The relationship between non-nursing tasks, nursing tasks left undone and job satisfaction among professional nurses in South African hospitals
Bekker, Monique Christine
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Background: Research on nursing practice has highlighted a relationship between non-nursing tasks (NNTs), nursing tasks left undone (NTLU), and internationally it was found that these factors have an effect on job satisfaction. Since the last study done on NNTs and NTLU in 1988, much has changed in South Africa`s health system. Current South African studies have revealed that decreased numbers of PNs in South Africa experience satisfaction. Therefore, this study explores the relationship between NNTs, NTLU and job satisfaction on both individual PN level and unit level in South Africa, and contributes to the international debate. Aim: To investigate the relationship between NNTs, NTLU and job satisfaction among professional nurses (PNs) in medical and surgical units in private and public hospitals in South Africa. Method: A cross-sectional survey design was used including 1166 PNs in 60 medical and surgical units in 55 private hospitals and seven national referral hospitals in South Africa who completed the survey. Measures: Relationships between NNTs, NTLU, job satisfaction and aspects of job satisfaction. Results: The three main NNTs performed were filling-in for non-nursing services (d=0.47), cleaning patient’s rooms and equipment (d=0.48) and obtaining supplies and equipment (d=0.64). Nationally more than 50% of PNs reported the following NTLU – comfort/talk with patients (62.2%), educating patients and family (57.9%) and develop or update nursing care plans/pathways (51.6%). PNs in private hospitals are more satisfied with their jobs than PNs in public hospitals. PNs were most dissatisfied with the opportunities for advancement (M = 2.60) and educational opportunities (M=2.64) aspects of job satisfaction. At unit level, NTLU positively correlated with three NNTs, and job satisfaction correlated mostly and negatively with NTLU. Conclusion: South African PNs perform many NNTs. However, the performance of NNTs does not influence their job satisfaction to the extent the NTLU does. Although PNs in this study indicated that NNTs do not have a significant influence on NTLU, it may reveal a greater issue, in that PNs have grown accustomed to performing NNTs as part of their workload. Clarifying professional nurses’ scope of practice and increased use of support services may provide PNs with more time to conduct nursing tasks which should improve job satisfaction. Recommendations for practice, education, policy/orientation programmes and research are made from the findings of this study.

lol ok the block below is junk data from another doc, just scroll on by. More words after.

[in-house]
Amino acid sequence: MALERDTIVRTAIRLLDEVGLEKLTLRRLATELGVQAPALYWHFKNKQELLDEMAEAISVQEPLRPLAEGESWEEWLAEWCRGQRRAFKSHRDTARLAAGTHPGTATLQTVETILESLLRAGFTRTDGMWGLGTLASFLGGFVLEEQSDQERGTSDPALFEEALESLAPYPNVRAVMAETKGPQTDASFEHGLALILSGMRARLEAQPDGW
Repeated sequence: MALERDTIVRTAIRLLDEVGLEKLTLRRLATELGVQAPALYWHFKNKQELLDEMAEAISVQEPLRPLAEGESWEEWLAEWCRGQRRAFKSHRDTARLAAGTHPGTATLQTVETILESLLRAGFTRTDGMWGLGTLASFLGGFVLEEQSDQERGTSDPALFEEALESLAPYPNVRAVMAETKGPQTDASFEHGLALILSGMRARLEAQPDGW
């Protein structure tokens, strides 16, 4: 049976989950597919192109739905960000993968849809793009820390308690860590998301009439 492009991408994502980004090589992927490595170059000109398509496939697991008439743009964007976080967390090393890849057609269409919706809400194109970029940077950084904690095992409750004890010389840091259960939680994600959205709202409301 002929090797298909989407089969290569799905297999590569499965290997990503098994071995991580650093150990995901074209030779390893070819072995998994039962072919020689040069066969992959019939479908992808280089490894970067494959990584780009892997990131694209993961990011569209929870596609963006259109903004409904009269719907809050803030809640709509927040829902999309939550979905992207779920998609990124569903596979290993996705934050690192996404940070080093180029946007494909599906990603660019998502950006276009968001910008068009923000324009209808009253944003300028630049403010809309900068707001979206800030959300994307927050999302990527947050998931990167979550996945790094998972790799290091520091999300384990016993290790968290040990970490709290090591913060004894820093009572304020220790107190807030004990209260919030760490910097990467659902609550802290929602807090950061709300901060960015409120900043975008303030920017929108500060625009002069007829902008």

- Health Sciences